You will obviously have limitations in the amount of stress you can put directly on injured tissue so that has to be gradual and planned. Our regular training program takes into account 3 planes of movement, game demands, previous injury, volume and position that the player plays on the field. As for our baseline testing we do multiple measurements of pelvic position, rib cage position and ability to move in a reciprocal manner. We look at diaphragm position and function. Understanding length tension relationships in all 3 planes of movement drive the interventions we may use to correct aberrant movement patterns. We take into account all joint limitations and also ability to do quality movement before we create a specific player program (rehab or regular). Example would be looking at how the foot may effect the hip or how the hip may effect the foot/knee etc. We implement the plan and monitor to see how each player is responding and make adjustments based off what we see.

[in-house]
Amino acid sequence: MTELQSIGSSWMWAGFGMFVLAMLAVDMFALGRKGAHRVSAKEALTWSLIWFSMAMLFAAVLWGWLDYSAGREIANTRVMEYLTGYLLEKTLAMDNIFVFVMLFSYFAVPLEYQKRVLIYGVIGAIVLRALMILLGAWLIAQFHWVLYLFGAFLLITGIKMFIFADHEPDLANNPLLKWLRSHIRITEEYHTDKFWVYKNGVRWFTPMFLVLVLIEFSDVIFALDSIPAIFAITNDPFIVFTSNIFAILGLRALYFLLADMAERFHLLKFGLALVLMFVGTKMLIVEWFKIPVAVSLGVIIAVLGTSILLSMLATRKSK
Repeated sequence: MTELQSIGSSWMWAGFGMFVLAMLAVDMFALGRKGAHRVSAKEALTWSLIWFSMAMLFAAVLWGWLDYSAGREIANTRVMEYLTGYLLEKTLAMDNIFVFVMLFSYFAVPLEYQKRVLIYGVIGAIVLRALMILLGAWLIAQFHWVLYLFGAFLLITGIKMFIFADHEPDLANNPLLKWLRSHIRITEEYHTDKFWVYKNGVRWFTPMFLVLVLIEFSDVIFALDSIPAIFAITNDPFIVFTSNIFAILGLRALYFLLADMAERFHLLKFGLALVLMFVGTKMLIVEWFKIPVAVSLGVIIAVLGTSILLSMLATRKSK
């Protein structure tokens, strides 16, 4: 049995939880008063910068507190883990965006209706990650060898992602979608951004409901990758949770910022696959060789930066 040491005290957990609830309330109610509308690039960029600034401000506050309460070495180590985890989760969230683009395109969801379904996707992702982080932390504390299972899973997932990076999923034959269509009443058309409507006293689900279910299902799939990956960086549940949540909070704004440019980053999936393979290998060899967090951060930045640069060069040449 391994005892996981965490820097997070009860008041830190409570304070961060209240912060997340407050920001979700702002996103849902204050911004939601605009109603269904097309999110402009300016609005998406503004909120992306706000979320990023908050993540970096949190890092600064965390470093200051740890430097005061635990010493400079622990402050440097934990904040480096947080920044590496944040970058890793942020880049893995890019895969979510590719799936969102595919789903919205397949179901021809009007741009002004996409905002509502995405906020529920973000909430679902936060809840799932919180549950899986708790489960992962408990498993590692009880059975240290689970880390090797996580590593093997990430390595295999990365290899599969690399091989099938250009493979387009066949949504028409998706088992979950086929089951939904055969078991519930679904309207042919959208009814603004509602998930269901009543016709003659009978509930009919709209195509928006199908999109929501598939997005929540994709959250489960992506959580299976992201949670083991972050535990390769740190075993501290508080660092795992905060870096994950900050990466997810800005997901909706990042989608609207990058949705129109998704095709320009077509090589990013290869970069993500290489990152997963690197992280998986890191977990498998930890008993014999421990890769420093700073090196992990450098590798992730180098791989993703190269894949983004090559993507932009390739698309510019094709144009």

AR: An holistic approach to hamstrings training seems to be supported by some recent researches as well as what we see in daily practice. How important is a proper speed and coordination training into the hamstrings conditioning process?
Ken Crenshaw: We certainly take the holistic approach with our program. Speed and coordination are 2 key things when it comes to proper function. They must be trained but not before the fundamentals of movement and function. Also having planned recovery periods and nutrition/hydration/supplementation adequacy is paramount for success.
AR: Eccentric strength and fascicles length are two fundamental parameters related to the risk of hamstrings injuries. Nordic exercise as well as flywheel eccentric can have their place into a training plan but overemphasizing a single exercise or method is a big problem in professional sport. What is your opinion about the way eccentric exercises are being used today?